Did Humans Mate With Neanderthals? (no, probably not)
by Megan Gannon
There has been a long-standing debate over whether humans had sex with Neanderthals and recent studies have pointed to shared genes as evidence of such interspecies dalliances.
But new research claims that common ancestry, not interbreeding, better explains why people of European and Asian descent share 1 to 4 percent of their DNA with Neanderthals. Some of us may not be part caveman after all.
The new version of events, as told by scientists at the University of Cambridge, looks like this: Neanderthals and modern humans once shared a common ancestor who is thought to have lived across Africa and Europe about half a million years ago. But then 350,000 to 300,000 years ago, the European range and the African range of this ancestral species became separated. The European range evolved into Neanderthals, while the African range became modern humans…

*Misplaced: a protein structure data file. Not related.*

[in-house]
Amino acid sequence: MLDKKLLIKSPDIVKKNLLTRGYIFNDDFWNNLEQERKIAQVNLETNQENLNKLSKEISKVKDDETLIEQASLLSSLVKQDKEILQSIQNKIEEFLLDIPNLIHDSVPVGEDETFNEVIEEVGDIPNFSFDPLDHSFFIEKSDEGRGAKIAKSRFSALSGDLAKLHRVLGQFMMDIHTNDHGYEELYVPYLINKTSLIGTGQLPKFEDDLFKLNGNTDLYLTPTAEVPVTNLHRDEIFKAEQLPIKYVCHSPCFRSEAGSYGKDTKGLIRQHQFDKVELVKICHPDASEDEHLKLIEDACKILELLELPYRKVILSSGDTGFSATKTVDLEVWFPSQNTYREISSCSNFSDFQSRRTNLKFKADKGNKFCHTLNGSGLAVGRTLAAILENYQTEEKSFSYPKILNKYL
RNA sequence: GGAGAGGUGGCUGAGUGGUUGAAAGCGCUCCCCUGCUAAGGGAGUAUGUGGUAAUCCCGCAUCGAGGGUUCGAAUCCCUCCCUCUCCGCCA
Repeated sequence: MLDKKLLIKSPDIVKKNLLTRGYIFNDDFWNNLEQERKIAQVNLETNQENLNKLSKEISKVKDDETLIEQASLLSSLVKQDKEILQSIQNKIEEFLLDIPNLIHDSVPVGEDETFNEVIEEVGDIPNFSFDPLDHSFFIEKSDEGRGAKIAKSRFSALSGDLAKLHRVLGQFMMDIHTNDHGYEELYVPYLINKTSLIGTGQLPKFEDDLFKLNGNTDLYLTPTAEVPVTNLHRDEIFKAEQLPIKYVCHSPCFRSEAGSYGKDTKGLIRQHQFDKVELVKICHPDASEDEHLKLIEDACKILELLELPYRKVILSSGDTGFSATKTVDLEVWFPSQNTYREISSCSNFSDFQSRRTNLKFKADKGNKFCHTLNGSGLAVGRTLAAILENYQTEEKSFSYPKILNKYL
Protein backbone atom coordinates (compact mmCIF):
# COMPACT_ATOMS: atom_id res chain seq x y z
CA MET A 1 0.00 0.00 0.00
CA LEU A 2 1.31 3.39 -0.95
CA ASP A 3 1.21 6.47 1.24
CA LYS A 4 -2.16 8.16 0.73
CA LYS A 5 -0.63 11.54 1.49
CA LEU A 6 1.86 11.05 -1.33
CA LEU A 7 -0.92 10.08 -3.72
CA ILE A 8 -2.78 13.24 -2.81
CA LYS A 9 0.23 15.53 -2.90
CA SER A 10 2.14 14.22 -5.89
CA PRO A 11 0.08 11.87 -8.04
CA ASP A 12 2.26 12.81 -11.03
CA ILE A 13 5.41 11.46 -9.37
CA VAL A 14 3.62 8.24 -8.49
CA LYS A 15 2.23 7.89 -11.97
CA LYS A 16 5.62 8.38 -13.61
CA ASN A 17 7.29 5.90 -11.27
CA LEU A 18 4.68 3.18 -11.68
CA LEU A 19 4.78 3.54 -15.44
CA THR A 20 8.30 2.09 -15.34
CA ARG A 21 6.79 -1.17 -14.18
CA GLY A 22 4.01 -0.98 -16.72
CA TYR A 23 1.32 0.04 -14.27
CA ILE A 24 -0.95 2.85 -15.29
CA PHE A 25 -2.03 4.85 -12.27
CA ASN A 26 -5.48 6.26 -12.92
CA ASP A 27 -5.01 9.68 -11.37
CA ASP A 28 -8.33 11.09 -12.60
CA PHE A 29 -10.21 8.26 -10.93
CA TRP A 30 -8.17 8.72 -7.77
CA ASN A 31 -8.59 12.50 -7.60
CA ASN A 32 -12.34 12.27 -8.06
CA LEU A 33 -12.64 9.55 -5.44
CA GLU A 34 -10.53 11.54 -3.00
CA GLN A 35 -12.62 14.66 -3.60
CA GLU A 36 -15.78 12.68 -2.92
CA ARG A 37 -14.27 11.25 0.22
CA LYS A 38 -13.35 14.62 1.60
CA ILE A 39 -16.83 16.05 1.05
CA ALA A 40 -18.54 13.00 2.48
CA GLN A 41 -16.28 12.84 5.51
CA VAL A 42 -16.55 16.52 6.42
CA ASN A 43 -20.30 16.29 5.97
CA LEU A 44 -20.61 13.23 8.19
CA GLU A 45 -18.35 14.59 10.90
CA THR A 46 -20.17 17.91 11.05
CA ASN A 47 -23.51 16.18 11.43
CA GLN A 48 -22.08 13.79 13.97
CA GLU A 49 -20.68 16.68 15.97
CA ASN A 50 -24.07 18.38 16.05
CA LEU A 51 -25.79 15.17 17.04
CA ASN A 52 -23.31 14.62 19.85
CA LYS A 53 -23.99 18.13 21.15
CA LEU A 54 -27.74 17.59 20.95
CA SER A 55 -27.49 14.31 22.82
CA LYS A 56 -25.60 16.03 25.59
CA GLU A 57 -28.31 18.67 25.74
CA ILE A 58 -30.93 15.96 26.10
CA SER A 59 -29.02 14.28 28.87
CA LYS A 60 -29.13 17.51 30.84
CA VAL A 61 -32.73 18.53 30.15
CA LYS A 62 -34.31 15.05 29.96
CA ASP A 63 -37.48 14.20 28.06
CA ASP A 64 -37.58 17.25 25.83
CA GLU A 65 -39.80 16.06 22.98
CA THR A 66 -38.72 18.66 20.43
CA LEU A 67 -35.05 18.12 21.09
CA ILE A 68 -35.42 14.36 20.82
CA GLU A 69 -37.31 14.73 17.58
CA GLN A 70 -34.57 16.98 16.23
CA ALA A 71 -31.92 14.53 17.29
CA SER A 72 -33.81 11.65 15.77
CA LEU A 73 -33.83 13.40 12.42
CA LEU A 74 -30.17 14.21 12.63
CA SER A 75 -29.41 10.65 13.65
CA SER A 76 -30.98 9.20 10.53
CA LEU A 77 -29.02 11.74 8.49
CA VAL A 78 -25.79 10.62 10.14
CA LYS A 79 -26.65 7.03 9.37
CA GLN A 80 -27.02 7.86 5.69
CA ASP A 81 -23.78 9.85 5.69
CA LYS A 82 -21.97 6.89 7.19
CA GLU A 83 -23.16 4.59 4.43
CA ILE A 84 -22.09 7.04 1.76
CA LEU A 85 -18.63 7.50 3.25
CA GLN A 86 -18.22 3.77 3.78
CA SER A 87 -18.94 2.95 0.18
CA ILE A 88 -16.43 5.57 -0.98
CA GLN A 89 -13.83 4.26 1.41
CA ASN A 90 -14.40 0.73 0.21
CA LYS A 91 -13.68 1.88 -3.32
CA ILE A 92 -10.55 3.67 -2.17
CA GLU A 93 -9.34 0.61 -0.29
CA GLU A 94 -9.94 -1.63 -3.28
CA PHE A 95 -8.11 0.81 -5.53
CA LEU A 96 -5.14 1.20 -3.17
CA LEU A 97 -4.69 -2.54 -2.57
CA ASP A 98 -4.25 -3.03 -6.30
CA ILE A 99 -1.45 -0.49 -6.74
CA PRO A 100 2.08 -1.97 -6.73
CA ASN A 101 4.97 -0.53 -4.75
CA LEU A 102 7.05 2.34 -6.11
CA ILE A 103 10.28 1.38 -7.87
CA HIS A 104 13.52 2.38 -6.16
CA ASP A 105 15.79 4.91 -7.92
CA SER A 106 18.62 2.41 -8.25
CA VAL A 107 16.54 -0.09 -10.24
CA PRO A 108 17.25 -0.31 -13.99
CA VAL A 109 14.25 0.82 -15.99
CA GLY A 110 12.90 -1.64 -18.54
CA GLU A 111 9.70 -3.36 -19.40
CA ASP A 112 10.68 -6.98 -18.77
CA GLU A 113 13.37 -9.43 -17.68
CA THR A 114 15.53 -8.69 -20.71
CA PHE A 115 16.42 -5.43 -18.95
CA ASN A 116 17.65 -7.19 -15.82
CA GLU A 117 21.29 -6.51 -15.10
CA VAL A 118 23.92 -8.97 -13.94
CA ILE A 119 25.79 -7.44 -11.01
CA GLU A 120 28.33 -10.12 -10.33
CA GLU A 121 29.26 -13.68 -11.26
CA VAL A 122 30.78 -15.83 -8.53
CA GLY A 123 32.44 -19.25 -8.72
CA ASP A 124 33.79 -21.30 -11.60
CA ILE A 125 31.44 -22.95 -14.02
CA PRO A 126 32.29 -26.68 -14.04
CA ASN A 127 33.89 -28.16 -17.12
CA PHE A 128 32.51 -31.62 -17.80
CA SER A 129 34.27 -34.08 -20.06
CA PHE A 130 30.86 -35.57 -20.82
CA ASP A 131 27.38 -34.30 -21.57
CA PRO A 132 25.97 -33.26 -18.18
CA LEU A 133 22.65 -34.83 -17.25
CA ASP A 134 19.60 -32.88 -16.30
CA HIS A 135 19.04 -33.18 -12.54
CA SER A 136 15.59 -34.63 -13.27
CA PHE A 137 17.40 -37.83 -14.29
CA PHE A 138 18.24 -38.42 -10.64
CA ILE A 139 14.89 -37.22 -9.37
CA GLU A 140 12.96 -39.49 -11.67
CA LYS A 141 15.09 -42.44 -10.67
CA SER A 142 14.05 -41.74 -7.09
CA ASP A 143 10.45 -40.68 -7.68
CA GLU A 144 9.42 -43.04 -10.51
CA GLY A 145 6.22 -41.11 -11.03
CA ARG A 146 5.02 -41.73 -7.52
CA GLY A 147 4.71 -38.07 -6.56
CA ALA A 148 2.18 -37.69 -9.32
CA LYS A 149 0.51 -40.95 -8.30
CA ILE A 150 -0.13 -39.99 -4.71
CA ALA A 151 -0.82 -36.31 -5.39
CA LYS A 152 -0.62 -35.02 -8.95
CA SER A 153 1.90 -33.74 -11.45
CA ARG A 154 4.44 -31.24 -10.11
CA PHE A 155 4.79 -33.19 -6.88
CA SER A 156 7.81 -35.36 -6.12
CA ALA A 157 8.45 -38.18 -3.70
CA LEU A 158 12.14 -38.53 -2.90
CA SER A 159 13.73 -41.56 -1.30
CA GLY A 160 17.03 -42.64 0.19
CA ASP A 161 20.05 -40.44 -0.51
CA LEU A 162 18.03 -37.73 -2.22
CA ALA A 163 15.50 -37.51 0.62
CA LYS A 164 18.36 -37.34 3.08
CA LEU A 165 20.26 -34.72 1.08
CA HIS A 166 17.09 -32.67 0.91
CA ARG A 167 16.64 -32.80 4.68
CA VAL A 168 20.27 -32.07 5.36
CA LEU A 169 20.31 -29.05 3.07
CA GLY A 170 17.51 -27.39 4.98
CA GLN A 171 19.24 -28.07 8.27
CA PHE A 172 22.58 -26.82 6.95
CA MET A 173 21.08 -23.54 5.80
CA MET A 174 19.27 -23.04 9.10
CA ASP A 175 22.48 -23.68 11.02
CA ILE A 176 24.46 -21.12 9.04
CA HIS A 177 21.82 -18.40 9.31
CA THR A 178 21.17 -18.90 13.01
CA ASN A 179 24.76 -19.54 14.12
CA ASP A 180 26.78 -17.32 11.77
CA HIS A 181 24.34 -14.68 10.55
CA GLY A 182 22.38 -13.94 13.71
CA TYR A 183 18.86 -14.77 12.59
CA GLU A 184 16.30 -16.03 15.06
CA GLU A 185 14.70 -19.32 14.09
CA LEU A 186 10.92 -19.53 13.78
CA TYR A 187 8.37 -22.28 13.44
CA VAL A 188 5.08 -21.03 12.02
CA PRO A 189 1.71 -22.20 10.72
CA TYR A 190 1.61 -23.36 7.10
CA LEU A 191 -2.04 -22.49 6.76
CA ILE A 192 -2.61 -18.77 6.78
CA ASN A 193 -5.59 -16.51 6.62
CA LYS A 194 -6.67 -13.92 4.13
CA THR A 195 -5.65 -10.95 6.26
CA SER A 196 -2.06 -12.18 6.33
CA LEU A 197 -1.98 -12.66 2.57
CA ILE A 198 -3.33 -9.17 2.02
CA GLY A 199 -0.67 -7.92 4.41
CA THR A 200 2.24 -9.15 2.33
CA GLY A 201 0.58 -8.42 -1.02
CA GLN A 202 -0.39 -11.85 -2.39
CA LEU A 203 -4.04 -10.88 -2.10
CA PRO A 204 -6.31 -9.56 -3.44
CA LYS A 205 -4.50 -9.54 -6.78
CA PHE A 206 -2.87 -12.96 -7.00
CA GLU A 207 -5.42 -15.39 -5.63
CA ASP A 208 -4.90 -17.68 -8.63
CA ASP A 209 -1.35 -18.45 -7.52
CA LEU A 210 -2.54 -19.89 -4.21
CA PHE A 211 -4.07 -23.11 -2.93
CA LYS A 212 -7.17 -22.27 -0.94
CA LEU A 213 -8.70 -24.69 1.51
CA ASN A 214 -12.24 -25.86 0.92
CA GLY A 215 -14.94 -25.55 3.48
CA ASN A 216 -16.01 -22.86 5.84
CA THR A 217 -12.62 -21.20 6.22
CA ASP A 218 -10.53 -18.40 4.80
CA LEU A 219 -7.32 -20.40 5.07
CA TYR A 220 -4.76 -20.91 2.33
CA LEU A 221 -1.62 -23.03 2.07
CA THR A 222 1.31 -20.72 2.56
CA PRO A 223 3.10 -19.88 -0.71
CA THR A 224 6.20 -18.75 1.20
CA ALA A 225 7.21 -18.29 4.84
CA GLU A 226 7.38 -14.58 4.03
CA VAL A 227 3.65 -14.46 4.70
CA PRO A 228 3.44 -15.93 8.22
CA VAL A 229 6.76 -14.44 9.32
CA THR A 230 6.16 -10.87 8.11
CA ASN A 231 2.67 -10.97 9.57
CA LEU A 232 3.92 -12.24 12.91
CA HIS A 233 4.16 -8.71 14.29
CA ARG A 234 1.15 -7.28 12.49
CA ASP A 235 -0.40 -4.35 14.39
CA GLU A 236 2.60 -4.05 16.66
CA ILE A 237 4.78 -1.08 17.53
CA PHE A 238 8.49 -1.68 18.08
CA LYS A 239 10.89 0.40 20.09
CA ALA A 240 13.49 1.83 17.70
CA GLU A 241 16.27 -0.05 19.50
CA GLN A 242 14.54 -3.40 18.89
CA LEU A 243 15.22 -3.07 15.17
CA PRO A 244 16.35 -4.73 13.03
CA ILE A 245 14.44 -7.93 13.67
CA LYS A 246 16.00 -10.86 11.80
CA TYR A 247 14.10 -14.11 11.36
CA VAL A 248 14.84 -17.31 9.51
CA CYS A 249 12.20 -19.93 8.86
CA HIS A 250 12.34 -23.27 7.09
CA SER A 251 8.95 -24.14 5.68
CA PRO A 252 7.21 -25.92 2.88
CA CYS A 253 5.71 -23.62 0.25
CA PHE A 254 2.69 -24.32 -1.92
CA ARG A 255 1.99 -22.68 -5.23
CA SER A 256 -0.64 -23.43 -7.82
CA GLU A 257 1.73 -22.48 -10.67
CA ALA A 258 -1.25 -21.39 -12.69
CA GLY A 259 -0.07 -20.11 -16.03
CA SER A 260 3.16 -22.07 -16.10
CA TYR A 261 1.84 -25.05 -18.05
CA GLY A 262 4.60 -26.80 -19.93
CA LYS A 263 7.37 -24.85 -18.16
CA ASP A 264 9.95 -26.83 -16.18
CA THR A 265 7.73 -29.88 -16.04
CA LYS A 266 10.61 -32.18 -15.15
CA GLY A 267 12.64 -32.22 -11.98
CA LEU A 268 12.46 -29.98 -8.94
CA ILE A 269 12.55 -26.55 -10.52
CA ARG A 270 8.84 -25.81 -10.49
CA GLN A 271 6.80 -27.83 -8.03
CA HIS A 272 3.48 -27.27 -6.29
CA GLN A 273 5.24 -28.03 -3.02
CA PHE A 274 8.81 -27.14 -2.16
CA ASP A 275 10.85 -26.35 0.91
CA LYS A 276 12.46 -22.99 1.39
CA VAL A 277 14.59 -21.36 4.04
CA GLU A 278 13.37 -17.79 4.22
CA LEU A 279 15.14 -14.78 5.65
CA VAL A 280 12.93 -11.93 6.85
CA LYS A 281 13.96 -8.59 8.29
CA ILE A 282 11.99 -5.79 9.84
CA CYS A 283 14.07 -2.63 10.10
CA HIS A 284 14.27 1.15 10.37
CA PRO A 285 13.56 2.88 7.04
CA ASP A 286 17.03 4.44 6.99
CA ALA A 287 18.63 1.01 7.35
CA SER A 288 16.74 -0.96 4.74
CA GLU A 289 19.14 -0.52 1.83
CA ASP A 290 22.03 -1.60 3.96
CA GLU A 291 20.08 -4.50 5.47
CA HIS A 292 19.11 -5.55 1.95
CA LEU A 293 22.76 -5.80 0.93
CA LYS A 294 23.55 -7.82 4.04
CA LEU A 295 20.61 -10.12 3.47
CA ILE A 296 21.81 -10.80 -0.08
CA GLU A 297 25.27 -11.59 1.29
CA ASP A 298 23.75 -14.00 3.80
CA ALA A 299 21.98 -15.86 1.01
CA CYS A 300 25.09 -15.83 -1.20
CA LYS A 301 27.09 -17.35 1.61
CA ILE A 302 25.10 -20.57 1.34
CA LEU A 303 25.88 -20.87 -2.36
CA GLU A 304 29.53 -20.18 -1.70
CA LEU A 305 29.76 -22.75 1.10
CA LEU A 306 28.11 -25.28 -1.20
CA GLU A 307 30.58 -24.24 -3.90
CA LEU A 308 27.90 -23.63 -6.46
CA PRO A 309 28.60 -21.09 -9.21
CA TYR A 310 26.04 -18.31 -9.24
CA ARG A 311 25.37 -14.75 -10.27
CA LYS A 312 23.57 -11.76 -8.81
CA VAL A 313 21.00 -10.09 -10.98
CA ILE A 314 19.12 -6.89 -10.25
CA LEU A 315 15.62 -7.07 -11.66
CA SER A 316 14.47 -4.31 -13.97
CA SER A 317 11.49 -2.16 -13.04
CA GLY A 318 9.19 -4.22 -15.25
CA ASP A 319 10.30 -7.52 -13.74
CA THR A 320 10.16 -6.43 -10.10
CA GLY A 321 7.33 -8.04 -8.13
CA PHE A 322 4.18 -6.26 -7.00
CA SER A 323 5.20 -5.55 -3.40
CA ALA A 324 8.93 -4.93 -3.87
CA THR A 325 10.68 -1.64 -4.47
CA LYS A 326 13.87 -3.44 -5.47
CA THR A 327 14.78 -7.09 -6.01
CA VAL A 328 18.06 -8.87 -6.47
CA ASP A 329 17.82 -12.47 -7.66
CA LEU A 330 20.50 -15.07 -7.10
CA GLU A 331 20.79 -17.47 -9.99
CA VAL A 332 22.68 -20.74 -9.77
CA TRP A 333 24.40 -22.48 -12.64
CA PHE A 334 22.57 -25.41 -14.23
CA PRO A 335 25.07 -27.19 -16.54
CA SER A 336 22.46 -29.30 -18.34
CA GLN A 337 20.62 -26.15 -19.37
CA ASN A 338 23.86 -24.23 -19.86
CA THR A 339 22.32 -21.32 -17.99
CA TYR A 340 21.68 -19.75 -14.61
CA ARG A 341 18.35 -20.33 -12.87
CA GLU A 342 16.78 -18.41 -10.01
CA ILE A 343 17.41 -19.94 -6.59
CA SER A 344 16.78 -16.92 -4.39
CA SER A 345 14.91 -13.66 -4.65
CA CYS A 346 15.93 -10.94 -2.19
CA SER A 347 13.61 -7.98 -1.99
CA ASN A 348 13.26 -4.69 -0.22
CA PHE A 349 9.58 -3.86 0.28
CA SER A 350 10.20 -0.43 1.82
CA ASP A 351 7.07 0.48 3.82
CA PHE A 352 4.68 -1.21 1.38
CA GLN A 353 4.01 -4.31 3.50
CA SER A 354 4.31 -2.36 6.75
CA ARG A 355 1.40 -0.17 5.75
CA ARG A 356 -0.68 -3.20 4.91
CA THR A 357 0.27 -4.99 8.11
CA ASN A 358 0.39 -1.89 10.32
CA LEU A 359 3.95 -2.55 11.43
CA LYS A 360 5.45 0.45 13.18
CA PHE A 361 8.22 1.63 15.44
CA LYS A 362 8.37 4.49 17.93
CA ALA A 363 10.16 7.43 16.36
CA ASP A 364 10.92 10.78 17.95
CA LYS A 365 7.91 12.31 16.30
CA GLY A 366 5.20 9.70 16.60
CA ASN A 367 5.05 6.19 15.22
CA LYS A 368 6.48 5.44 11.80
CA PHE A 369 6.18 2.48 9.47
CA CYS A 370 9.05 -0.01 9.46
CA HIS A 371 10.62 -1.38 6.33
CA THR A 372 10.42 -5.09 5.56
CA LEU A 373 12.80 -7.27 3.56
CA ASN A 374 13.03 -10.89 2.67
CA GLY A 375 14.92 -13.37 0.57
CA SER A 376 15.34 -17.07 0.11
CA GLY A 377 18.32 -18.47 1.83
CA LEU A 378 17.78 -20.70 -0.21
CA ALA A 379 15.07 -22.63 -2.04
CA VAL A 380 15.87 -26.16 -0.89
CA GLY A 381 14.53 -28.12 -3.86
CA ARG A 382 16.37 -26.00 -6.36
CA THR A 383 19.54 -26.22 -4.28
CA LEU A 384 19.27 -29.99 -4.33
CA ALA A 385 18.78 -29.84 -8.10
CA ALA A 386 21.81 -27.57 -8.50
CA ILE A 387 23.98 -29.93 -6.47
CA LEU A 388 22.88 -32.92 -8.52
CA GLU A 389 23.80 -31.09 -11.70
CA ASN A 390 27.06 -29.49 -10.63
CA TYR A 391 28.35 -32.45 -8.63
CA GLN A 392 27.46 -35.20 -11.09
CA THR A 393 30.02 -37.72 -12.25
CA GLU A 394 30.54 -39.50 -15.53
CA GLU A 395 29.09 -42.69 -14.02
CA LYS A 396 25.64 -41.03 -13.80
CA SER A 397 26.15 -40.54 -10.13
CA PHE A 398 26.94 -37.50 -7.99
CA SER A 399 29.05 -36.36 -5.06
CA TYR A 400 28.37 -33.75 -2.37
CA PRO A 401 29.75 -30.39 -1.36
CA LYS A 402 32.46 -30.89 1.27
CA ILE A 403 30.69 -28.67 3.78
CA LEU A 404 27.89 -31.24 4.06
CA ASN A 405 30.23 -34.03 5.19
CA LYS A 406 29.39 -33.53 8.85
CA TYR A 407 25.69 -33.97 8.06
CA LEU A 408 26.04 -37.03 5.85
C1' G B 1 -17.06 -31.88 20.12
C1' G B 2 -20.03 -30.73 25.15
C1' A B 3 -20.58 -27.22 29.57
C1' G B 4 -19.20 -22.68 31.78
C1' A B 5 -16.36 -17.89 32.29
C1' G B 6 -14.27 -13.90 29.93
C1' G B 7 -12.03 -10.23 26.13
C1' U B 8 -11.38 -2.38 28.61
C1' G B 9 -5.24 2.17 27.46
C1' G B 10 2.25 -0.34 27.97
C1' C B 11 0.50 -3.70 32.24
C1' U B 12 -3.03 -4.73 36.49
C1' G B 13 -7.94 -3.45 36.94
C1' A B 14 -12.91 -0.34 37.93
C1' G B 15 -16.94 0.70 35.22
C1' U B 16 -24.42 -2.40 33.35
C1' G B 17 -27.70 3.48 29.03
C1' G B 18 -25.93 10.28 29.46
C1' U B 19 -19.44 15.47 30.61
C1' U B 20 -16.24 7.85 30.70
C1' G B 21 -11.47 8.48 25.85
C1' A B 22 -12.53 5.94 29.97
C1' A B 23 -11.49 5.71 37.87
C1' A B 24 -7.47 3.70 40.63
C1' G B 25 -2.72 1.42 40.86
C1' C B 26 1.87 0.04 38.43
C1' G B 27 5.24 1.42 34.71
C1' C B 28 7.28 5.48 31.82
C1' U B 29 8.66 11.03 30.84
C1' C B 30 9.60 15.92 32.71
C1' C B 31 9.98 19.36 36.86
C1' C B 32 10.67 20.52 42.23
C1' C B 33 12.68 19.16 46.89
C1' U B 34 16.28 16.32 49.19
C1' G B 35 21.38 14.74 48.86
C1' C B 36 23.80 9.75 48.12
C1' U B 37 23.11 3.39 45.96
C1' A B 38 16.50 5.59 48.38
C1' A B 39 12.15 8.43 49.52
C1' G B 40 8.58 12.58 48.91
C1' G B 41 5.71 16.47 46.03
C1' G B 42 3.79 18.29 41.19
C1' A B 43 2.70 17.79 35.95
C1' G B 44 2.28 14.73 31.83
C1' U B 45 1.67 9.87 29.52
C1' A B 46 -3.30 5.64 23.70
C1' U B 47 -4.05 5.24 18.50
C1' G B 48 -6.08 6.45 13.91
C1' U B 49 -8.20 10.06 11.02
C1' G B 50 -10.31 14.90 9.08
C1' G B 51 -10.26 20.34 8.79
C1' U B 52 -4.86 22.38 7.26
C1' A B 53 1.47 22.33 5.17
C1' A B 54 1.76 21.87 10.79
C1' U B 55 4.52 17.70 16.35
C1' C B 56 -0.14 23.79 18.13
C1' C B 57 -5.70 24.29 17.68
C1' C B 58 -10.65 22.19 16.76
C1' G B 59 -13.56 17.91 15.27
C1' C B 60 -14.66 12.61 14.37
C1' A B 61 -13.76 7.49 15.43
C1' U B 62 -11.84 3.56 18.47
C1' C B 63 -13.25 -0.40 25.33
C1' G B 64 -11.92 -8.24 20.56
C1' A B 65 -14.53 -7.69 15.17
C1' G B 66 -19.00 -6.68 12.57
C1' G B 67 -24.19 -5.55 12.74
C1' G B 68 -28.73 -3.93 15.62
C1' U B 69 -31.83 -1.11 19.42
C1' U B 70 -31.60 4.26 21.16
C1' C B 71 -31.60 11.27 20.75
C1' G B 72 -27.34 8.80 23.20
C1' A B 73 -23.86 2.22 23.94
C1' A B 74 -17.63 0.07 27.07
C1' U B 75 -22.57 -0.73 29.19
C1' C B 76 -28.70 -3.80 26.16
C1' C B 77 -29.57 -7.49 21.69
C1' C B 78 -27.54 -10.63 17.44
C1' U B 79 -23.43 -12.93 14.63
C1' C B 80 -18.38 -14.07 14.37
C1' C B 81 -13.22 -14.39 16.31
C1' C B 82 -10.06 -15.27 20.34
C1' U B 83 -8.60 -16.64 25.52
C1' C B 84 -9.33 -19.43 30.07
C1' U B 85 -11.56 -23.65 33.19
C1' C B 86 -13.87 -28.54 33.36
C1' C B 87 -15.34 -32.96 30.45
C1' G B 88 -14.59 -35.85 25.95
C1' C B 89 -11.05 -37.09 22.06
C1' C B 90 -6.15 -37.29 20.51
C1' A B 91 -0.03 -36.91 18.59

(read more: Live Science) (image: Mauro Cutrona)